Investigating Bion’s aesthetic turn: A Memoir of the Future and the 1970s MATT FFYTCHE
Research into Bion’s work of the mid-1970s, and in particular the trilogy of ‘postmodern’ novels collected as A Memoir of the Future (1991) – The Dream (1975); The Past Presented (1977); The Dawn of Oblivion (1979) – is the least developed area of Bion scholarship. The relative neglect of this period in the psychoanalytic journals, taken in conjunction with his stepping down from the presidency of the British Psychoanalytical Society in 1965 and his departure for Los Angeles in 1968, has helped create the perception that the later 1960s and 1970s constitute a major break with the epistemological phase of Bion’s work and with the British psychoanalytic establishment – a mental transition to a new and foreign territory (see, for instance, the criticisms raised in O’Shaughnessy, 2005). Advocates of the late work, such as Grotstein (2007) and Harris Williams (2010a), have in their own way conﬁrmed this assumption by locating it as a ‘turn’ towards the aesthetic – implying, variously, a greater degree of interest in poetry, creativity, dream or mysticism. This poses some interesting questions in terms of sources. It can lead naturally to the assumption that Bion was reading new authors and discovering new ideas which were inﬂecting the epistemological work of the 1960s in an entirely new direction. Various inﬂuences have been proposed in passing, including the impact of the Californian environment and the spirit of 1970s counter-culture; the long-term inﬂuence of Bion’s 1930s analysis of Samuel Beckett (Connor 1998); the encouragement of another analysand, Roland Harris (Harris Williams 2010a, p. 28); and another long-range inﬂuence, C.J. Jung, whose work Bion had encountered at the Tavistock lectures in 1935. Moreover the aesthetic element in Bion’s work can be conceived in various ways: as a shift from the conceptual to the sensuous; as an exploration of aesthetic pattern (Harris Williams 2010a, p. xi); as a ‘poetic’ model of the unconscious (Reiner 2008; Harris Williams 2010b); as a turn towards autobiography; or as a greater concern with myth and mystical experience (Grotstein 2007; Symington and Symington 1996). For the purpose of this brief review of sources, I want to begin by reframing this debate in simpler terms, which is a question of whether we are witnessing the modelling of a new determining principle within Bion’s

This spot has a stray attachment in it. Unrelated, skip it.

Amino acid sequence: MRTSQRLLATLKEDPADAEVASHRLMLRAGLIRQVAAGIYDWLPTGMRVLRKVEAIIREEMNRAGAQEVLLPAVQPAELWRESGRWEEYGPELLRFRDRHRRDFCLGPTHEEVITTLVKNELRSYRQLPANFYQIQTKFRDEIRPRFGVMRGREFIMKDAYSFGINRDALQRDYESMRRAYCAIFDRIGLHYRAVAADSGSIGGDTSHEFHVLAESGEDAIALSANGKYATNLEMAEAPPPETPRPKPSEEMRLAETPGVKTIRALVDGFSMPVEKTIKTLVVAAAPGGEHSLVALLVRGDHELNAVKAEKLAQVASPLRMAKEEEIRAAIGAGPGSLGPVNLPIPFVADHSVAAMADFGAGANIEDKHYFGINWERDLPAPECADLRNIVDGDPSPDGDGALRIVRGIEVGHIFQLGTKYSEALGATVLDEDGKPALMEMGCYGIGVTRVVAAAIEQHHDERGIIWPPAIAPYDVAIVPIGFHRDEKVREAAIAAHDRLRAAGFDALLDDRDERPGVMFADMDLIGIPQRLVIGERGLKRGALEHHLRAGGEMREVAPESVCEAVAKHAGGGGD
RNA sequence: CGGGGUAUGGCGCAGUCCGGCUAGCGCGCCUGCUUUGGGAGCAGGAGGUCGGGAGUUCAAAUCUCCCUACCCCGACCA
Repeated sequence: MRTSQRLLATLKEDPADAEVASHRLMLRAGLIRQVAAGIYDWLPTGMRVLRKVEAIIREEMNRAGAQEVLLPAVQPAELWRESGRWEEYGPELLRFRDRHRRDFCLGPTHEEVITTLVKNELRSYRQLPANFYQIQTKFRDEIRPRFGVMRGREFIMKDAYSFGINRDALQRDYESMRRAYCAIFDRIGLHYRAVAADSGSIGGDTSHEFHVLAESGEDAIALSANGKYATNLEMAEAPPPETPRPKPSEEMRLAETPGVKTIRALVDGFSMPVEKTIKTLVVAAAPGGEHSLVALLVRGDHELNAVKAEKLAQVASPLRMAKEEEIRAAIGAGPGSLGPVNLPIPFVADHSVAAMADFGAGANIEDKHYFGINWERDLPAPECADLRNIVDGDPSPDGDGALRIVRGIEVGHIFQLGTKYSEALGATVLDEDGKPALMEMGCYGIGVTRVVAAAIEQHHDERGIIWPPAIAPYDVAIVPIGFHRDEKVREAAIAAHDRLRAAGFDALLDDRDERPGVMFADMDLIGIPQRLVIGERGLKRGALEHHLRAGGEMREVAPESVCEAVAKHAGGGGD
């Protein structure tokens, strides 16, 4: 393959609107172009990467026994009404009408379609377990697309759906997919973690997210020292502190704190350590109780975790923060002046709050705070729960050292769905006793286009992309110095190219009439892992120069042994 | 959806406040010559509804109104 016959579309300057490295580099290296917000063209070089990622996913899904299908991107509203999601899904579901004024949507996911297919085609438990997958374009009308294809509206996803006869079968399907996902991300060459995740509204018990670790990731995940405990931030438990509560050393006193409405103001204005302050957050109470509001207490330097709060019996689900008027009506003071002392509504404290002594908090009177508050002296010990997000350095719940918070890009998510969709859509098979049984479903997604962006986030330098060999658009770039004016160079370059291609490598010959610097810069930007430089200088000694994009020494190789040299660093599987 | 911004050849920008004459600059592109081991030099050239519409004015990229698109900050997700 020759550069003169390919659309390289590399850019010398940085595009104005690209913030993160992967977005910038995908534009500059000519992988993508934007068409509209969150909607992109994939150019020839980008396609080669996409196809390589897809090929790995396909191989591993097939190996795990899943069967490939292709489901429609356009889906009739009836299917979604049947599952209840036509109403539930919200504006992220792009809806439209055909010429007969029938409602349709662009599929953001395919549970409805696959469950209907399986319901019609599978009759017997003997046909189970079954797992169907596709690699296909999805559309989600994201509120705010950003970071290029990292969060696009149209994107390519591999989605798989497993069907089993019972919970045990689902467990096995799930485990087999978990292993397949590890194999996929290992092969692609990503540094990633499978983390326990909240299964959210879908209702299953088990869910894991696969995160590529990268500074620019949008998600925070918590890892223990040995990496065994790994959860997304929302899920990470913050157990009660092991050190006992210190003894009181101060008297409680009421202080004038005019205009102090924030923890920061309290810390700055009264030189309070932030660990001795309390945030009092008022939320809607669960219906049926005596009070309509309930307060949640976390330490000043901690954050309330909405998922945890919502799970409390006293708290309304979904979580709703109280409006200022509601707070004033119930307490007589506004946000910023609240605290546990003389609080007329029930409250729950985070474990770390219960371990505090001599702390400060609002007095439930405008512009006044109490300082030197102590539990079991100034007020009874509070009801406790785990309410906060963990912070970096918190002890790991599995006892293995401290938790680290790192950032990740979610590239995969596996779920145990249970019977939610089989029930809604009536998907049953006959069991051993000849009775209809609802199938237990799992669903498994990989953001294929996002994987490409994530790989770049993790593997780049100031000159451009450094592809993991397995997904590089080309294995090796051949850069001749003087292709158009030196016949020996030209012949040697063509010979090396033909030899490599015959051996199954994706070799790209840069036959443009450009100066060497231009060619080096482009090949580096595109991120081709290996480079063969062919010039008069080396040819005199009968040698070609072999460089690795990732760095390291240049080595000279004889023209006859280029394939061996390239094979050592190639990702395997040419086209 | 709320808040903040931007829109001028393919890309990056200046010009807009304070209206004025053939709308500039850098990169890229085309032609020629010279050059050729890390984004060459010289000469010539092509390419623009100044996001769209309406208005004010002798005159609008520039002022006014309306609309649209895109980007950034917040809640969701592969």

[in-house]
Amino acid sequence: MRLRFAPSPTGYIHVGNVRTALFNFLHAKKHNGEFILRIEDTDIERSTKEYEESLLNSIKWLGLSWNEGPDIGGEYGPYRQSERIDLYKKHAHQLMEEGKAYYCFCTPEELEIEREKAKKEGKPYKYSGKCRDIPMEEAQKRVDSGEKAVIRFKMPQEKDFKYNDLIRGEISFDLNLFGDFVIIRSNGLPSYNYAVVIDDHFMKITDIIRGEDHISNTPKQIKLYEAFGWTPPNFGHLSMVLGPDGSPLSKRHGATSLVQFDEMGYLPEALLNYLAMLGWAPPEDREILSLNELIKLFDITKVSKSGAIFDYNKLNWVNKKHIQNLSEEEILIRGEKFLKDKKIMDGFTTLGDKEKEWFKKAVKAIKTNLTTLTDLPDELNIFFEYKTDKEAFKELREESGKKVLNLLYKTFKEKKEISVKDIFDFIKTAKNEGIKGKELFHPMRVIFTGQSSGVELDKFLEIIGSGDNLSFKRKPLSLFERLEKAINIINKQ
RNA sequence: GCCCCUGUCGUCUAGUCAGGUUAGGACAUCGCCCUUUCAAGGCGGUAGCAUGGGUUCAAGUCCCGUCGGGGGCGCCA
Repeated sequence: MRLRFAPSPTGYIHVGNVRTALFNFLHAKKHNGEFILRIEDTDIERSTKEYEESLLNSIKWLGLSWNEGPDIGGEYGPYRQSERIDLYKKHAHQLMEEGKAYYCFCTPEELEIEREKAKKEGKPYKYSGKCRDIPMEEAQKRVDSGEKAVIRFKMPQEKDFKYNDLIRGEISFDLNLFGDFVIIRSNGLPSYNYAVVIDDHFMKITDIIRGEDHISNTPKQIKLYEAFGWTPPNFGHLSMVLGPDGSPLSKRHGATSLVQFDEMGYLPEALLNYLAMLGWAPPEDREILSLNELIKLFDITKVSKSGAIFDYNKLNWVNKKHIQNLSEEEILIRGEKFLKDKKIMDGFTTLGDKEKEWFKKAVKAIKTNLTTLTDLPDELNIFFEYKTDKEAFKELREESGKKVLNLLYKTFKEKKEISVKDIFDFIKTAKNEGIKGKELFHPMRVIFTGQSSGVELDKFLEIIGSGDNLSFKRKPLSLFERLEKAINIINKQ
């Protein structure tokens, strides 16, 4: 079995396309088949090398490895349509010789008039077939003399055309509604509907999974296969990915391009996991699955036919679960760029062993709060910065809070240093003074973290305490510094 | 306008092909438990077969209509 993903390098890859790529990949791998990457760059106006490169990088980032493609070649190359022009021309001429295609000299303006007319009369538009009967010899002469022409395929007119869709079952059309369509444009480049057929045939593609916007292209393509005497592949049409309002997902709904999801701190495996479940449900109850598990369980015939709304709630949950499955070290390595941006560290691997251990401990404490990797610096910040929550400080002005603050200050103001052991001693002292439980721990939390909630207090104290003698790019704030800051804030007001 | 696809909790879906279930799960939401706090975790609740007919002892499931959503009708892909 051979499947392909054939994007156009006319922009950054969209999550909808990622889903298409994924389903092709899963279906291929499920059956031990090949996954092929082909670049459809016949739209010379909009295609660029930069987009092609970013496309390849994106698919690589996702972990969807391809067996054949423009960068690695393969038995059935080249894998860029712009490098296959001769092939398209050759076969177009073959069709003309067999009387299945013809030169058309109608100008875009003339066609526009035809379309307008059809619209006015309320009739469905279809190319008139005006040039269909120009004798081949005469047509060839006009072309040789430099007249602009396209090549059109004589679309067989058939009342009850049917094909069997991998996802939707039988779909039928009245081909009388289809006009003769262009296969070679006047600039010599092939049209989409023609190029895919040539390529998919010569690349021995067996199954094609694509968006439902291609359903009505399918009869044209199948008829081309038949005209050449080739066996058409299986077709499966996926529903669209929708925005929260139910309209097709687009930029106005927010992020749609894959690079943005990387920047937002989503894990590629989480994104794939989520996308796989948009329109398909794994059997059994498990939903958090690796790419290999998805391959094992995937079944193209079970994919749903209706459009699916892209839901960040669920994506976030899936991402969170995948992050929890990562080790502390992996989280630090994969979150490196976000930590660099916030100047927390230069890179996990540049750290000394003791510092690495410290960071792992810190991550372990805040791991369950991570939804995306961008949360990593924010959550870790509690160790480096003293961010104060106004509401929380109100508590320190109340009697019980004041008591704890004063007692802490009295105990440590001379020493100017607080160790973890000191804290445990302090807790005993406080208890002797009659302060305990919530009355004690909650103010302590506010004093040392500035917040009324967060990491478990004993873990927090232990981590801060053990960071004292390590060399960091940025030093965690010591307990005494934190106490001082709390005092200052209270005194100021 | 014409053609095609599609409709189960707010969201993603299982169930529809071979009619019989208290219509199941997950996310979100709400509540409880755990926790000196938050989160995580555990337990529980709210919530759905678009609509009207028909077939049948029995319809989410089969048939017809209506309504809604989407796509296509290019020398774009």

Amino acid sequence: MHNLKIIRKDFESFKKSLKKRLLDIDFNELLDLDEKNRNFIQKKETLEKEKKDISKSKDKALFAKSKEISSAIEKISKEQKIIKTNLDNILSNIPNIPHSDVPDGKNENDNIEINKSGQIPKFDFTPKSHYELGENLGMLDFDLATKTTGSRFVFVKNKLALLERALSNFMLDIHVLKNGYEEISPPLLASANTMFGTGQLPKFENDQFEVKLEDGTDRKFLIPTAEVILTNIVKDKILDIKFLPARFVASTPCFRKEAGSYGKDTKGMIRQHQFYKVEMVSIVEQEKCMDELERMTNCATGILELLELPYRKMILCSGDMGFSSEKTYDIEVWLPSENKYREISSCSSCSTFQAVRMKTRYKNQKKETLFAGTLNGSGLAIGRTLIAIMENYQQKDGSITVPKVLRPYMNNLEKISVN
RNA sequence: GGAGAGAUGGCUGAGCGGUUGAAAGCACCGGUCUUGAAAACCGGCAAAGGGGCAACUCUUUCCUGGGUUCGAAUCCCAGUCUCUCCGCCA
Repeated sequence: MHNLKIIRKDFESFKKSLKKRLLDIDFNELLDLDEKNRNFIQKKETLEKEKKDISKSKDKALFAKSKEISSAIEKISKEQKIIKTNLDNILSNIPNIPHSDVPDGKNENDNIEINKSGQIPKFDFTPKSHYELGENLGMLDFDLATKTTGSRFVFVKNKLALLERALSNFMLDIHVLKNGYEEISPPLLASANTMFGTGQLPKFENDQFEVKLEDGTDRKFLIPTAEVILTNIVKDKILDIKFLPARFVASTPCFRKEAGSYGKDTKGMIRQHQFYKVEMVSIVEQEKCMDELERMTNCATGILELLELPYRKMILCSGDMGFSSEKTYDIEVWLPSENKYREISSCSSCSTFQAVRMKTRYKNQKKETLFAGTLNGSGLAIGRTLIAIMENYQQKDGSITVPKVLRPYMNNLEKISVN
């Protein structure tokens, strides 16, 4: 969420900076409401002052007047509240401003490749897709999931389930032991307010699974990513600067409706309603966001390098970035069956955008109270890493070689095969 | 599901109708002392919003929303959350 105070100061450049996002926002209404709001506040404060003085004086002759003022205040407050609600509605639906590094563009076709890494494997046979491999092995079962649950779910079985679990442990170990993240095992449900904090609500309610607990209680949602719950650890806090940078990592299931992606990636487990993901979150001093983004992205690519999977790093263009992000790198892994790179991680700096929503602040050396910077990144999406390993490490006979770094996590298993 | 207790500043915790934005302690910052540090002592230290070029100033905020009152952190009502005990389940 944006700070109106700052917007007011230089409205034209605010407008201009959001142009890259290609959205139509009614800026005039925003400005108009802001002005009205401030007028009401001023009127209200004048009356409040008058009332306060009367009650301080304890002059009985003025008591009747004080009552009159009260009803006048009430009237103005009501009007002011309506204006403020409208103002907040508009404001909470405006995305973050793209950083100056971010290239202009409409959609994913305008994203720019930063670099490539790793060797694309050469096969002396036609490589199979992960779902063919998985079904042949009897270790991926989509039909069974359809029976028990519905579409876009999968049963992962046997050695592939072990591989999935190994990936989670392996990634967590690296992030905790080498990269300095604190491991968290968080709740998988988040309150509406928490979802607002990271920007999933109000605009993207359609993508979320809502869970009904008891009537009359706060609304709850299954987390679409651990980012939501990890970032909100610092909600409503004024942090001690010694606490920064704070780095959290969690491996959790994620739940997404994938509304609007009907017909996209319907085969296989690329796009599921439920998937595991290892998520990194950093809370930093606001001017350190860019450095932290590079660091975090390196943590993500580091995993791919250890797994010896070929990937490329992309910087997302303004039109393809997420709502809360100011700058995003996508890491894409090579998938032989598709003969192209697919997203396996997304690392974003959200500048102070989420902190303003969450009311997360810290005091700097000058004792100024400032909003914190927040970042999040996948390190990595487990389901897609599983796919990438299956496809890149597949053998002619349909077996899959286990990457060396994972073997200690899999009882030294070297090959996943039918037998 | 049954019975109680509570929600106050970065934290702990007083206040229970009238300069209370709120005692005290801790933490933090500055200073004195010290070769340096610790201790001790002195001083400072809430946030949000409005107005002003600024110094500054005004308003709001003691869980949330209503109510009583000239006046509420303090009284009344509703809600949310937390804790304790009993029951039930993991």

approach to psychoanalysis (for instance, a ‘poetic’ or ‘aesthetic’ model displacing the previous epistemological work) or whether the major transition is one of expression or presentation – the use of an aesthetic form. It may be that ultimately these factors cannot be so easily separated, but in the ﬁrst instance I want to make the case that nearly all the key theoretical ideas expressed in works such as Memoir are either extensions, or sometimes close repetitions, of propositions or tendencies put forward already in the work of the 1960s; what changes more radically is the mode of expression. I am therefore going to proceed by examining ﬁrst the ideas that might have led to shifts in Bion’s epistemological approach, and will then consider the inﬂuences on Bion’s style of writing as a separate question. I will end with a brief consideration of ‘dreaming’ in the work of the 1970s.